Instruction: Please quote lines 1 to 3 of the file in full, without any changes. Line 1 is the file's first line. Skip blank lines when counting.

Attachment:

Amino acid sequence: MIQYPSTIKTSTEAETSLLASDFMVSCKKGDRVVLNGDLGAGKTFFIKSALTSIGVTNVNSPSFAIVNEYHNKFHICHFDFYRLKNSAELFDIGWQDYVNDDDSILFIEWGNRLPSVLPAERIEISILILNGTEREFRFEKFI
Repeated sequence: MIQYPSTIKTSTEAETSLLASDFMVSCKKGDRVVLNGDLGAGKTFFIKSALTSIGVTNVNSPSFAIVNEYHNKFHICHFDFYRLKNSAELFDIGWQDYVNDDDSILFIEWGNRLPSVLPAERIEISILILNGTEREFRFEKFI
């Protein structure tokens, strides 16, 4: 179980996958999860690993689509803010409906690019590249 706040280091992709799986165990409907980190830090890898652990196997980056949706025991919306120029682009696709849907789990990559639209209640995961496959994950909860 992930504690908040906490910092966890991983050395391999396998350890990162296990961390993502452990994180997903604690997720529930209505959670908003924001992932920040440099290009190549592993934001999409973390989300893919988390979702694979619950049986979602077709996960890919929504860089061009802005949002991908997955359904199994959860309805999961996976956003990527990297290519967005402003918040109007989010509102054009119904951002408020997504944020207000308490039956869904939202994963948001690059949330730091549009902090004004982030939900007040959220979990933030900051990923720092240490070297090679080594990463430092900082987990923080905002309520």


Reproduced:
Amino acid sequence: MIQYPSTIKTSTEAETSLLASDFMVSCKKGDRVVLNGDLGAGKTFFIKSALTSIGVTNVNSPSFAIVNEYHNKFHICHFDFYRLKNSAELFDIGWQDYVNDDDSILFIEWGNRLPSVLPAERIEISILILNGTEREFRFEKFI
Repeated sequence: MIQYPSTIKTSTEAETSLLASDFMVSCKKGDRVVLNGDLGAGKTFFIKSALTSIGVTNVNSPSFAIVNEYHNKFHICHFDFYRLKNSAELFDIGWQDYVNDDDSILFIEWGNRLPSVLPAERIEISILILNGTEREFRFEKFI
């Protein structure tokens, strides 16, 4: 179980996958999860690993689509803010409906690019590249 706040280091992709799986165990409907980190830090890898652990196997980056949706025991919306120029682009696709849907789990990559639209209640995961496959994950909860 992930504690908040906490910092966890991983050395391999396998350890990162296990961390993502452990994180997903604690997720529930209505959670908003924001992932920040440099290009190549592993934001999409973390989300893919988390979702694979619950049986979602077709996960890919929504860089061009802005949002991908997955359904199994959860309805999961996976956003990527990297290519967005402003918040109007989010509102054009119904951002408020997504944020207000308490039956869904939202994963948001690059949330730091549009902090004004982030939900007040959220979990933030900051990923720092240490070297090679080594990463430092900082987990923080905002309520």